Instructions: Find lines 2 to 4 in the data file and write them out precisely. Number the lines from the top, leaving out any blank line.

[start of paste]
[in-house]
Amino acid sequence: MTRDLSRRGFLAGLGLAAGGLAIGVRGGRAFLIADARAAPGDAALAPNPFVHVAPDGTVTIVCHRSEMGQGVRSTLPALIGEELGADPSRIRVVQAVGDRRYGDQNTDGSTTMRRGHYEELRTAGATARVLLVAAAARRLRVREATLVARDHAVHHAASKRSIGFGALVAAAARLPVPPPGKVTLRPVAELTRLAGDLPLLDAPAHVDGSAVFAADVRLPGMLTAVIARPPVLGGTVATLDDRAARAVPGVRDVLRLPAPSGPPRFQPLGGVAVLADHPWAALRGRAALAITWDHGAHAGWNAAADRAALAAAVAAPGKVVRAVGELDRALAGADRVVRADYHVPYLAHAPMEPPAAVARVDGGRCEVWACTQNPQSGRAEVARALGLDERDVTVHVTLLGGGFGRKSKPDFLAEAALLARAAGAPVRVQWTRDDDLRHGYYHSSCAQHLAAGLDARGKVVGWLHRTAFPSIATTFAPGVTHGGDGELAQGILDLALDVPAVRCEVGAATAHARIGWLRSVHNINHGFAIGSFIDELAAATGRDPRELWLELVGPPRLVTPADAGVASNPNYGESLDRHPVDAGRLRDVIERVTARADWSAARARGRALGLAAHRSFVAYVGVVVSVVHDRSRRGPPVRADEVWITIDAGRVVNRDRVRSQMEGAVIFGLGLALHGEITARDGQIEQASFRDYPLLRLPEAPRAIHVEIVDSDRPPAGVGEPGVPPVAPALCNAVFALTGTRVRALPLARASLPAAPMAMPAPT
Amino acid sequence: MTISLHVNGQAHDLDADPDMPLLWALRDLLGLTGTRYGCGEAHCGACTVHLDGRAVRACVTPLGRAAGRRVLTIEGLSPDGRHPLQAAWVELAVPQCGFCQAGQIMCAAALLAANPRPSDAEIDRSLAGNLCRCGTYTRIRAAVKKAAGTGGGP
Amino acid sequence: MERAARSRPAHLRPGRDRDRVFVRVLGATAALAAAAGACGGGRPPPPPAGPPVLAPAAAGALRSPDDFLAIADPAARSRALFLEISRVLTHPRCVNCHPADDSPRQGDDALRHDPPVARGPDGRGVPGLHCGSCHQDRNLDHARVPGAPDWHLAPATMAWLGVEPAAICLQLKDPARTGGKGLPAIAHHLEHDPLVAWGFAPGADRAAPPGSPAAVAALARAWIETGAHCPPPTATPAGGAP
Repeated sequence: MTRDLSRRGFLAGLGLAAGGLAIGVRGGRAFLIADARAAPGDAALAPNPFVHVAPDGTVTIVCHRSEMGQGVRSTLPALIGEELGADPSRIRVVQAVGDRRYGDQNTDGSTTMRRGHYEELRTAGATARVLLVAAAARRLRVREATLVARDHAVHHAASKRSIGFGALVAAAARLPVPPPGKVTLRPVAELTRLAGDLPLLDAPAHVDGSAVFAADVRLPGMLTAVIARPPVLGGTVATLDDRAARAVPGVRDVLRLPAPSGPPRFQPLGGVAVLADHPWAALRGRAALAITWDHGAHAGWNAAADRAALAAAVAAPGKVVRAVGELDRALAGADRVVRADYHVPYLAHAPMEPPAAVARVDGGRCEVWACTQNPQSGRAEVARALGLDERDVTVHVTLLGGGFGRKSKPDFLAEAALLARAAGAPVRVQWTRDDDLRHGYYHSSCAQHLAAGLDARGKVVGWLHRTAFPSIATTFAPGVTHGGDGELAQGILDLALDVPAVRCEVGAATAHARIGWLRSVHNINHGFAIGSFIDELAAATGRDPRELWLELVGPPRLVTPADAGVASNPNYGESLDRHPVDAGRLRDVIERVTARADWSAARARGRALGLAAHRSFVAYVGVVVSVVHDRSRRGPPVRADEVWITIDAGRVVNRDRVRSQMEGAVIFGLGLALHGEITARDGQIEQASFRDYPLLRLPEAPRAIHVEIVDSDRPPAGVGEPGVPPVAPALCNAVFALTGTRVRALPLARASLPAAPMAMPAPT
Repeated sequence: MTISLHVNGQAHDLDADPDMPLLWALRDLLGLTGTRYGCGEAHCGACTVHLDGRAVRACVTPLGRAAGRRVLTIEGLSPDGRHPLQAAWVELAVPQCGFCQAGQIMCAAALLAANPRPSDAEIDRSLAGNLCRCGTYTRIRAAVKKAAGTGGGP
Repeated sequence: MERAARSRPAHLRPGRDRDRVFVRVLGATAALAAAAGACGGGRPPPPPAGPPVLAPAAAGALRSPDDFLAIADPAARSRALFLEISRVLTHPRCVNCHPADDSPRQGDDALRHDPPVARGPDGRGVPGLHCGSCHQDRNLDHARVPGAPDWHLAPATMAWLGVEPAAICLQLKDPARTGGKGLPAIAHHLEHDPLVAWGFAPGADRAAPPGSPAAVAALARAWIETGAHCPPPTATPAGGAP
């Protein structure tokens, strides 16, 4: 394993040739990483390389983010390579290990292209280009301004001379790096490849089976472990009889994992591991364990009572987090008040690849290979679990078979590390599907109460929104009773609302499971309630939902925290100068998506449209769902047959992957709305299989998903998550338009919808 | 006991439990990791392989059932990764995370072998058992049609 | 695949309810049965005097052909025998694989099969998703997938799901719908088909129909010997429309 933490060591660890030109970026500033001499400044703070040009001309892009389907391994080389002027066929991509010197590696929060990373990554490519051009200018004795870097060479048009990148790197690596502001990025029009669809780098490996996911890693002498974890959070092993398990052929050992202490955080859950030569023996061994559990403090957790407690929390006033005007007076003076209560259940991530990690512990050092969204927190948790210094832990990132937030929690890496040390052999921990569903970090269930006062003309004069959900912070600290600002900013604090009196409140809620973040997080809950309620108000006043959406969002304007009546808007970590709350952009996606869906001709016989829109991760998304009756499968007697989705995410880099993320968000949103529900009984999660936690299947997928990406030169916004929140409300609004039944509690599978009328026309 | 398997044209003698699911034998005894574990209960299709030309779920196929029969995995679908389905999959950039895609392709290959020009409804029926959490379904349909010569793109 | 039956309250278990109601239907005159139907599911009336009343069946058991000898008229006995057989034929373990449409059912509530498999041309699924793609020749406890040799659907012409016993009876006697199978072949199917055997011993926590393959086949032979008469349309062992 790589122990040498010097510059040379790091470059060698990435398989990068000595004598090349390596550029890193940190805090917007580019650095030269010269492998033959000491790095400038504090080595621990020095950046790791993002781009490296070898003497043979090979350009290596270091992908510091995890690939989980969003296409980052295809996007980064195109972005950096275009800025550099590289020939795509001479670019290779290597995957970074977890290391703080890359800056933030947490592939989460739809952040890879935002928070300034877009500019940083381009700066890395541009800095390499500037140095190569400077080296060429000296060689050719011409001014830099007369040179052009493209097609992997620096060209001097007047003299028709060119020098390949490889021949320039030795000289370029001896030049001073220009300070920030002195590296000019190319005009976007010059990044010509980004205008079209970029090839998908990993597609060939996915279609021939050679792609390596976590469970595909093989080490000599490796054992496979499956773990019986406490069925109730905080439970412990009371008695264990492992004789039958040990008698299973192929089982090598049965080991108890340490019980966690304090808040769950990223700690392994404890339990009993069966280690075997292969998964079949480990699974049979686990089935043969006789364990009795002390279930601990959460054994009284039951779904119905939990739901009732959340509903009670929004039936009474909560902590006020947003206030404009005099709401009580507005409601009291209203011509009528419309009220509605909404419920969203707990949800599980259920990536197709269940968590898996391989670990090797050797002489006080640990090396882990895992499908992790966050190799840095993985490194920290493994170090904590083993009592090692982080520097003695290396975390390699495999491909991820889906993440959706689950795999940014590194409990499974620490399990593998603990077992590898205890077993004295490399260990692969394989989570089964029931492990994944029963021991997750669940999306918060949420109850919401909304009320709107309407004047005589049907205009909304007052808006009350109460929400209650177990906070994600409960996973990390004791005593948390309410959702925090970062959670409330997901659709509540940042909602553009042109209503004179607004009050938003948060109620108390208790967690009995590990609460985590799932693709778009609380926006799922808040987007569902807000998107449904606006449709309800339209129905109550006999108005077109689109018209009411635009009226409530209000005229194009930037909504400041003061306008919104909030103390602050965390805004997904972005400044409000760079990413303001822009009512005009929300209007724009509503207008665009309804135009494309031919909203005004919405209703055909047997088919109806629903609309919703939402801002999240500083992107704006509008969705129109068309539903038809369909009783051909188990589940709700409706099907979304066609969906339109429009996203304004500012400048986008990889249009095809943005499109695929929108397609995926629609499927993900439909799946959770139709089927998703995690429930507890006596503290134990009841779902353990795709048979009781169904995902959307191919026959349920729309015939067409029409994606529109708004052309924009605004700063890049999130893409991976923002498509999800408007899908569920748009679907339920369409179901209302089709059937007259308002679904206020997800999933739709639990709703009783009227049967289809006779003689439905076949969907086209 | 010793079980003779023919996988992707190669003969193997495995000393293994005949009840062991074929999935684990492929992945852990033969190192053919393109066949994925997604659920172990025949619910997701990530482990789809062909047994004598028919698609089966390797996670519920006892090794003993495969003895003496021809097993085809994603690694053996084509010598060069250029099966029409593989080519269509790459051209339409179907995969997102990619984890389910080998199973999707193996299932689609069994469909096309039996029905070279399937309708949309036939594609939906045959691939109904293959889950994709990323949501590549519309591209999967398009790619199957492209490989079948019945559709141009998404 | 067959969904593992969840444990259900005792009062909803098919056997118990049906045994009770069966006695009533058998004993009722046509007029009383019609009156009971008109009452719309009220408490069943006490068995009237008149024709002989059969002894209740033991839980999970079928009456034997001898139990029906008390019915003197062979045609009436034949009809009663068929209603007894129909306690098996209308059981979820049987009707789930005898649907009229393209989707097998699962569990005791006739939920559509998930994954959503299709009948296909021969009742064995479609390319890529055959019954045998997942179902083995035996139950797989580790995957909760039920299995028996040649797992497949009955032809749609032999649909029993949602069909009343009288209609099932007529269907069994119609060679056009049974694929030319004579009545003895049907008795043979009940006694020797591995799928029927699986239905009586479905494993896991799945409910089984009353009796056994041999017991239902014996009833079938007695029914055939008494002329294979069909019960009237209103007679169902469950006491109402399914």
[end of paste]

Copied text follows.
Amino acid sequence: MTRDLSRRGFLAGLGLAAGGLAIGVRGGRAFLIADARAAPGDAALAPNPFVHVAPDGTVTIVCHRSEMGQGVRSTLPALIGEELGADPSRIRVVQAVGDRRYGDQNTDGSTTMRRGHYEELRTAGATARVLLVAAAARRLRVREATLVARDHAVHHAASKRSIGFGALVAAAARLPVPPPGKVTLRPVAELTRLAGDLPLLDAPAHVDGSAVFAADVRLPGMLTAVIARPPVLGGTVATLDDRAARAVPGVRDVLRLPAPSGPPRFQPLGGVAVLADHPWAALRGRAALAITWDHGAHAGWNAAADRAALAAAVAAPGKVVRAVGELDRALAGADRVVRADYHVPYLAHAPMEPPAAVARVDGGRCEVWACTQNPQSGRAEVARALGLDERDVTVHVTLLGGGFGRKSKPDFLAEAALLARAAGAPVRVQWTRDDDLRHGYYHSSCAQHLAAGLDARGKVVGWLHRTAFPSIATTFAPGVTHGGDGELAQGILDLALDVPAVRCEVGAATAHARIGWLRSVHNINHGFAIGSFIDELAAATGRDPRELWLELVGPPRLVTPADAGVASNPNYGESLDRHPVDAGRLRDVIERVTARADWSAARARGRALGLAAHRSFVAYVGVVVSVVHDRSRRGPPVRADEVWITIDAGRVVNRDRVRSQMEGAVIFGLGLALHGEITARDGQIEQASFRDYPLLRLPEAPRAIHVEIVDSDRPPAGVGEPGVPPVAPALCNAVFALTGTRVRALPLARASLPAAPMAMPAPT
Amino acid sequence: MTISLHVNGQAHDLDADPDMPLLWALRDLLGLTGTRYGCGEAHCGACTVHLDGRAVRACVTPLGRAAGRRVLTIEGLSPDGRHPLQAAWVELAVPQCGFCQAGQIMCAAALLAANPRPSDAEIDRSLAGNLCRCGTYTRIRAAVKKAAGTGGGP
Amino acid sequence: MERAARSRPAHLRPGRDRDRVFVRVLGATAALAAAAGACGGGRPPPPPAGPPVLAPAAAGALRSPDDFLAIADPAARSRALFLEISRVLTHPRCVNCHPADDSPRQGDDALRHDPPVARGPDGRGVPGLHCGSCHQDRNLDHARVPGAPDWHLAPATMAWLGVEPAAICLQLKDPARTGGKGLPAIAHHLEHDPLVAWGFAPGADRAAPPGSPAAVAALARAWIETGAHCPPPTATPAGGAP